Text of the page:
Police in Sweden in November, after the threat level was raised. Photo: Thomas Oneberg/TT
Sweden's Security Service said it had decided to move the country back down to a lower threat level after consulting with the country's military and intelligence agencies.
“I have made an overall assessment, and decided on a return to the elevated threat level that previously applied in Sweden, since the autumn of 2010. We are thus going from Level 4 (high) to Level 3 (elevated) on the five-level scale”, announced its Director General Anders Thornberg in a statement
Sweden's Home Affairs Minister Anders Ygeman said that he strongly backed the move.
"It is a decision taken independently by the authority. I have great confidence in the security police's assessment and their work for safety and security," he told the TT news agency.
However the terror suspect police arrested soon afterwards in northern Sweden turned out to be innocent and later demanded compensation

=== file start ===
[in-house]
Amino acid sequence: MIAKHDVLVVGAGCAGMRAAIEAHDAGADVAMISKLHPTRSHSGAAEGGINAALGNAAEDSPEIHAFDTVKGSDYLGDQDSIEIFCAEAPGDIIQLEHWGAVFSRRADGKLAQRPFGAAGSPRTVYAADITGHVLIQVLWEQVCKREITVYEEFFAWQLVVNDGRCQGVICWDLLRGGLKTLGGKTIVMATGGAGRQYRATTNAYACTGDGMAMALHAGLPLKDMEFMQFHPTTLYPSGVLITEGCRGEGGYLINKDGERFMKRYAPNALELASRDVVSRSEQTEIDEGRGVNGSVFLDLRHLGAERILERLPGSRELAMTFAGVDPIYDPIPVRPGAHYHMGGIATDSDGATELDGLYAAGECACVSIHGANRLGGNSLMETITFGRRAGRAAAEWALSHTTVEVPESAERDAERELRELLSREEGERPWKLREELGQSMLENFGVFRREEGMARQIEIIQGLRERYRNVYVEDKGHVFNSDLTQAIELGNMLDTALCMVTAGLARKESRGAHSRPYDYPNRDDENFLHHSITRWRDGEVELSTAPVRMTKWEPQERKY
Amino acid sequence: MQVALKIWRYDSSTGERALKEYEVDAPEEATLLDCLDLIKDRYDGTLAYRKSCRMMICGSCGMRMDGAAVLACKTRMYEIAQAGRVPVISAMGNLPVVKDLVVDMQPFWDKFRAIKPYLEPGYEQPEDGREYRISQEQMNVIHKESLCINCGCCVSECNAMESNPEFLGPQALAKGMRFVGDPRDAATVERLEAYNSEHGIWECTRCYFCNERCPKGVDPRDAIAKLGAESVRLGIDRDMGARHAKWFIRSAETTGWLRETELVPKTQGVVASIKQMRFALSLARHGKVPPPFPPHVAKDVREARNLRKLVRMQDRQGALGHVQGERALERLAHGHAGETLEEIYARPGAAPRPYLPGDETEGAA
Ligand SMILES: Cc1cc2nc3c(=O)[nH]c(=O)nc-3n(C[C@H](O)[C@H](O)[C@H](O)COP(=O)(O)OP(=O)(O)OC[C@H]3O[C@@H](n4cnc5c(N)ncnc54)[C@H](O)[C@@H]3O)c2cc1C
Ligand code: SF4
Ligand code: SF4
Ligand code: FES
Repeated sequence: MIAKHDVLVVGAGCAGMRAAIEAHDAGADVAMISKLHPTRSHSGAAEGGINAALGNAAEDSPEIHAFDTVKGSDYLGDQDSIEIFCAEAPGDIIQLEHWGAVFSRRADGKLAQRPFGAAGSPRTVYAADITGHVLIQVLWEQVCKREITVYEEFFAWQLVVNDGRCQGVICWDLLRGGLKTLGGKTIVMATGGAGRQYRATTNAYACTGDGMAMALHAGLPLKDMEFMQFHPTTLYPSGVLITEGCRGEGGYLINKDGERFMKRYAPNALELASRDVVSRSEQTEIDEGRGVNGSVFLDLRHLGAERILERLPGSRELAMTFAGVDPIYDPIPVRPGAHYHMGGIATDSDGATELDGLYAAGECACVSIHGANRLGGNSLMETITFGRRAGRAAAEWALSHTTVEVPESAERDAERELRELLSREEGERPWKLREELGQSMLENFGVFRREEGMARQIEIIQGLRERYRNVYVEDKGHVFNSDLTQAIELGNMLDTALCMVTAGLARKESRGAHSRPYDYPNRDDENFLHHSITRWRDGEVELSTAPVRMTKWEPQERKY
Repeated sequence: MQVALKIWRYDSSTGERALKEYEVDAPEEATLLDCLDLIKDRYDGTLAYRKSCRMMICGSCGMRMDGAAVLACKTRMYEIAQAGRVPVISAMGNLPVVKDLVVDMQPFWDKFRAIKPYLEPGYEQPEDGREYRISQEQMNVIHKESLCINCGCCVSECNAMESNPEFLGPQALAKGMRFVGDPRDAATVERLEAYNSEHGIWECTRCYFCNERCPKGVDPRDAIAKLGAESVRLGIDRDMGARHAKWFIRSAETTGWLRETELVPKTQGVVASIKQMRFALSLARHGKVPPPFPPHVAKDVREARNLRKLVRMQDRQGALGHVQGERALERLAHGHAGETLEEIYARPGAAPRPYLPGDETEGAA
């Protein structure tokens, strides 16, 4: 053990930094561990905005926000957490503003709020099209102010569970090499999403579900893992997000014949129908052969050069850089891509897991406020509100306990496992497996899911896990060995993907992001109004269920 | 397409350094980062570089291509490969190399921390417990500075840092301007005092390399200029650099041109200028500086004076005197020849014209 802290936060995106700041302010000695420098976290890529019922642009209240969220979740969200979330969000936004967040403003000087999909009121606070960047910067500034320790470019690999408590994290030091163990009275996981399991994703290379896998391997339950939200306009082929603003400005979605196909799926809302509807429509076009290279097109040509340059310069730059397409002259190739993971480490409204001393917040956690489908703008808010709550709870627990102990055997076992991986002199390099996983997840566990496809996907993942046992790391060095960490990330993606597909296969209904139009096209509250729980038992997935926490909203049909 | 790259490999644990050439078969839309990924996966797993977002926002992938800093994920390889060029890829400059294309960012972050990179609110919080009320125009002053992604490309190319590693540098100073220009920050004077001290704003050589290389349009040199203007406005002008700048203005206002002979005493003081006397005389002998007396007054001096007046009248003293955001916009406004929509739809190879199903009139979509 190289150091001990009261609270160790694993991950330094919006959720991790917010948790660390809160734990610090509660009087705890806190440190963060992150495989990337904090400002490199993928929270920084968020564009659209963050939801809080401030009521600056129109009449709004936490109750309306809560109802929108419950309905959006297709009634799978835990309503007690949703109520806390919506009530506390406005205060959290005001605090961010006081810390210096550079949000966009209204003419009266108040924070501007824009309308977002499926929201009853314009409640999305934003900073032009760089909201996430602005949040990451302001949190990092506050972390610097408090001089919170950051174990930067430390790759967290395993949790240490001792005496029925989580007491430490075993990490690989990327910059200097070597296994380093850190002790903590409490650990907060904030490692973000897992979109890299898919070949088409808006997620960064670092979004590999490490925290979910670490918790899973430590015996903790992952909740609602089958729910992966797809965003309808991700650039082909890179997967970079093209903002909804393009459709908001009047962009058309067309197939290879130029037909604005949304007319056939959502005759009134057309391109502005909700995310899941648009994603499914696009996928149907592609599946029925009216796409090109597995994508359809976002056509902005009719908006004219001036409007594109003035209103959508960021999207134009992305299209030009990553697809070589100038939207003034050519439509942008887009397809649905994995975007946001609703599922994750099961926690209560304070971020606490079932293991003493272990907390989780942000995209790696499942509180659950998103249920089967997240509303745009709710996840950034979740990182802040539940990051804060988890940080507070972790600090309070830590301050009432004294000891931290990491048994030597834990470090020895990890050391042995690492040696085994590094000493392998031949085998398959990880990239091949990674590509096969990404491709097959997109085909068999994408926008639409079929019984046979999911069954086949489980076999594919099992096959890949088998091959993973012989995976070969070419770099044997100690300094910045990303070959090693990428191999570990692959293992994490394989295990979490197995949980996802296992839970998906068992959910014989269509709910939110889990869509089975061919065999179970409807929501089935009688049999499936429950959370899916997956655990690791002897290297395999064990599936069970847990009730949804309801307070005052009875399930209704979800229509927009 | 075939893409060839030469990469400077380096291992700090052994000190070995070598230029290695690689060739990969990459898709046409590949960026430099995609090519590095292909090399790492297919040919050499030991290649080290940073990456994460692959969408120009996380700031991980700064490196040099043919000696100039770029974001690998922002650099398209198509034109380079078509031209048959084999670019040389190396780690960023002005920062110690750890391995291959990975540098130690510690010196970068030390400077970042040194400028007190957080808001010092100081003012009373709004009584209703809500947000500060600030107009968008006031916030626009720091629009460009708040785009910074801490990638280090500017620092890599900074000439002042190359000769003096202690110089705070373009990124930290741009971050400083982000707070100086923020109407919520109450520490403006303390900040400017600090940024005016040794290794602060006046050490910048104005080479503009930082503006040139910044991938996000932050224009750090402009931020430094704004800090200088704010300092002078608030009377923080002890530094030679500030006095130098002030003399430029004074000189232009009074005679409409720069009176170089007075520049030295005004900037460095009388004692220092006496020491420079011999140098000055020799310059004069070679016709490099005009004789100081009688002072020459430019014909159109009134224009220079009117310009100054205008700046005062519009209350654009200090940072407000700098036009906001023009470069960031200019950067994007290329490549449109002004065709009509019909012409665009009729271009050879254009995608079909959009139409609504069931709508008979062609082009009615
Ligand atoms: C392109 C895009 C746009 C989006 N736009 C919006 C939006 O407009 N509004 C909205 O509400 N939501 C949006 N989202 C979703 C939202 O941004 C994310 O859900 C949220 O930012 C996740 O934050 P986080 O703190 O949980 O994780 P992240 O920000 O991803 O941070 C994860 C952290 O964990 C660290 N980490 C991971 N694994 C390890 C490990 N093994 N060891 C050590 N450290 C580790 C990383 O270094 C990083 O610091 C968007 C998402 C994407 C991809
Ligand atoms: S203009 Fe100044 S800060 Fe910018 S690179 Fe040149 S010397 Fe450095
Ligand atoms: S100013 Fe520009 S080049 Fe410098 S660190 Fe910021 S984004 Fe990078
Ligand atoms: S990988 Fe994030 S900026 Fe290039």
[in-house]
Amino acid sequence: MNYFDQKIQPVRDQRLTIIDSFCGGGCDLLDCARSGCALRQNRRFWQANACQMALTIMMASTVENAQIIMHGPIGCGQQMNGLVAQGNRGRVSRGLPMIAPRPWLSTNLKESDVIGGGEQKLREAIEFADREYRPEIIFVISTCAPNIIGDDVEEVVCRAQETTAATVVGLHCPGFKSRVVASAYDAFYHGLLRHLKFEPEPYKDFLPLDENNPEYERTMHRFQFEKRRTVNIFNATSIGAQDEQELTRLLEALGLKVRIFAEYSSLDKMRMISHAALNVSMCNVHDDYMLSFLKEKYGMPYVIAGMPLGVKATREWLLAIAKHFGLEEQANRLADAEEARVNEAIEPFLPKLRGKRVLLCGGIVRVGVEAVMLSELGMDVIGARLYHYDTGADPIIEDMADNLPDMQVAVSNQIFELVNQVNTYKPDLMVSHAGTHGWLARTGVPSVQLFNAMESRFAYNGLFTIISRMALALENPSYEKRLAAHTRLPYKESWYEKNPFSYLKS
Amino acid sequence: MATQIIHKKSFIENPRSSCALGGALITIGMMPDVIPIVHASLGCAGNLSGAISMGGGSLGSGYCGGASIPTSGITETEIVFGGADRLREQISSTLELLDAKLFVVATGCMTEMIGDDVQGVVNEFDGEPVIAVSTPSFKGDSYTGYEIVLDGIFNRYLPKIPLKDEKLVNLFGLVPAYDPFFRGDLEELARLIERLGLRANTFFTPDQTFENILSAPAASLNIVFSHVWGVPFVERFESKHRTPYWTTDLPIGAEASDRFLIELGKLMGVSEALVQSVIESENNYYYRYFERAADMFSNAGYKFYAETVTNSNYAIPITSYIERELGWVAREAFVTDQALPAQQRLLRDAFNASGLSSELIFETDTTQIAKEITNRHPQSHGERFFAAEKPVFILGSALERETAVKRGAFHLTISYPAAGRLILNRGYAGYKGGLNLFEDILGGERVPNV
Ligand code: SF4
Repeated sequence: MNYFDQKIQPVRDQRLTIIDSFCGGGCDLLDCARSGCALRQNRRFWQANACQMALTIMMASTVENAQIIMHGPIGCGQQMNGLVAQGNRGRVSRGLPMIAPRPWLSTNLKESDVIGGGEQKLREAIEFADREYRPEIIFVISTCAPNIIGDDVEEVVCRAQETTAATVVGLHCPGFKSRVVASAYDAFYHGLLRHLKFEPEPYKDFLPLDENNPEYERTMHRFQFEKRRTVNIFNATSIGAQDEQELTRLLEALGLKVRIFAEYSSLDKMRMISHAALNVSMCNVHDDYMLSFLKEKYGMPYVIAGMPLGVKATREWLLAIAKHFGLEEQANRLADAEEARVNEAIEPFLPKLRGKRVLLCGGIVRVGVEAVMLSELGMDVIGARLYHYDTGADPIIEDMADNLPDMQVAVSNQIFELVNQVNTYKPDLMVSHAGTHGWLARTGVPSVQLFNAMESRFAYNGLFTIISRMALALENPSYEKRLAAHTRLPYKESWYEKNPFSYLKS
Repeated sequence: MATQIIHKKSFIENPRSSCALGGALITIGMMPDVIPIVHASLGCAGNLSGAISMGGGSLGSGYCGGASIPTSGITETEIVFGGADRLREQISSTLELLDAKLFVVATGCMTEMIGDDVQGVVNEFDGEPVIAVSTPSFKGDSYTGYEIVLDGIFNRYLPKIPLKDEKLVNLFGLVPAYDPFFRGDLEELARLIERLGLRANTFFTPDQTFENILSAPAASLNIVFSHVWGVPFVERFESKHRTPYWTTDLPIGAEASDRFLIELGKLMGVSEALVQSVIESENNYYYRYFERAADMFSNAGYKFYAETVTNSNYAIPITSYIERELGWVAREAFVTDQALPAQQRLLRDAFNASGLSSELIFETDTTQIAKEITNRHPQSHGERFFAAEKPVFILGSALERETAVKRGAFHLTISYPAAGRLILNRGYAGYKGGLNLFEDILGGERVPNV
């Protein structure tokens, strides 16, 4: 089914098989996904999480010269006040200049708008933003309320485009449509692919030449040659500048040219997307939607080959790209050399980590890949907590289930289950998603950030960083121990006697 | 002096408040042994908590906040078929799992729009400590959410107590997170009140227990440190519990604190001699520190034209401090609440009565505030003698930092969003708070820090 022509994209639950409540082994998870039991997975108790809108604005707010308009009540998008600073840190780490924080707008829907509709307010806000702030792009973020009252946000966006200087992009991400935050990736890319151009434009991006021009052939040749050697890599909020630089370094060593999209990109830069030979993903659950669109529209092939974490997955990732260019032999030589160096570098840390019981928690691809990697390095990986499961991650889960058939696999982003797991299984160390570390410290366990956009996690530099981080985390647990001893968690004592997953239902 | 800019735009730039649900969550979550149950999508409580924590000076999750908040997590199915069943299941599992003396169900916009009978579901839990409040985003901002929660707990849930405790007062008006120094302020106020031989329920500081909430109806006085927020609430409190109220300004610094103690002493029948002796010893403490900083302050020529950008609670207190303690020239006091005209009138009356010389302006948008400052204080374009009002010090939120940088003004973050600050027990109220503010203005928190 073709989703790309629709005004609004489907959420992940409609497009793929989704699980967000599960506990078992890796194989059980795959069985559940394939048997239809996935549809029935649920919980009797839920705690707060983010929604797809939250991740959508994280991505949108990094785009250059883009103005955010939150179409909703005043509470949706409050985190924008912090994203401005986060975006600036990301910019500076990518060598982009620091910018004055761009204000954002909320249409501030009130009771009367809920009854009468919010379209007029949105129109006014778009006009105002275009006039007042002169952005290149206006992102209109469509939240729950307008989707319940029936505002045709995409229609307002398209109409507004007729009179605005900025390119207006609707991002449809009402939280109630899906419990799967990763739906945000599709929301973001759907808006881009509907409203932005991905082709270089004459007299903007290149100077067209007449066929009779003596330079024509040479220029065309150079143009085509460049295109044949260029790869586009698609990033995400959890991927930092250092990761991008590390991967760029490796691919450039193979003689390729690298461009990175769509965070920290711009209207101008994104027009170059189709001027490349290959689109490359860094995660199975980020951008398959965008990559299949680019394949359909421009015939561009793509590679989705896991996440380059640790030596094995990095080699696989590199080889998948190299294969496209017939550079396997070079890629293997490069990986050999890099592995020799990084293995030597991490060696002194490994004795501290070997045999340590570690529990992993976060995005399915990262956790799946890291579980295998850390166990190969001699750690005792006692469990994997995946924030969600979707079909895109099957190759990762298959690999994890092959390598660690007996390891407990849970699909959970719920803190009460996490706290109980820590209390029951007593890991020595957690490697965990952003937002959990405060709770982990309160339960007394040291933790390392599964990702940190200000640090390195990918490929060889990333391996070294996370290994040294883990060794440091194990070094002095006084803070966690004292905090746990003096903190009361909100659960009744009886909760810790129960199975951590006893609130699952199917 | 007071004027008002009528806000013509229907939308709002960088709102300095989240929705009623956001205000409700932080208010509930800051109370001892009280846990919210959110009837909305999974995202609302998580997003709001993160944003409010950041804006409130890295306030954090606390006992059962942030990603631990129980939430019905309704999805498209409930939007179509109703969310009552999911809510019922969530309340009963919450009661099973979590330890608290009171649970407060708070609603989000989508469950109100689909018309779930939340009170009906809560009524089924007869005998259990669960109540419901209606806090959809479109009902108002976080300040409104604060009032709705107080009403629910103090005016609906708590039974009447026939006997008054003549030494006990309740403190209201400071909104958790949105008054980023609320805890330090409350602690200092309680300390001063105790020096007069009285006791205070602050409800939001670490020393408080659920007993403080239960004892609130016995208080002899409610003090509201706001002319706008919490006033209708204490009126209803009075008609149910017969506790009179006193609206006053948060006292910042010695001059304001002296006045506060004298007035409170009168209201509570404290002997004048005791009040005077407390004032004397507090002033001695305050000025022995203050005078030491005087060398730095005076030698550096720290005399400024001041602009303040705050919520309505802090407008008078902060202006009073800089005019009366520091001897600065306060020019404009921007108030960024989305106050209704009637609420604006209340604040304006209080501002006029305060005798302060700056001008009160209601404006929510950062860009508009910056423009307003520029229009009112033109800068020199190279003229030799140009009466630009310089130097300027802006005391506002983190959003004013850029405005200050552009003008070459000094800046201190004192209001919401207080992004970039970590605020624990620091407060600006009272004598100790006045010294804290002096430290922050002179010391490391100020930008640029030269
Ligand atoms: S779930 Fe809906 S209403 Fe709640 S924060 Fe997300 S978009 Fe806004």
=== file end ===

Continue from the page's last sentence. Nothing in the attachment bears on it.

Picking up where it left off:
from the Swedish government.
Police arresting a terror suspect in Boliden, northern Sweden in November. Photo: Robert Granström / TT
Thornberg said on Thursday that the violence in France had "prompted intensive work by security and intelligence services across Europe to analyse and assess the situation". However he added that "although many questions remain to be answered, the overall picture has become somewhat clarified since then”.
But Säpo said that Swedes should be aware that there are still some potential attackers who have both the intent and the capability to carry out extreme violence in Sweden.
“It is therefore important to point out that the threat is at an elevated level, even after the reduction of the terrorist threat level. The situation has been serious since 2010, and is still serious”, concluded Thornberg.
Sweden raised its threat level to category three in 2010 after two bombs exploded in central Stockholm, leaving the attacker dead but failing to kill any others.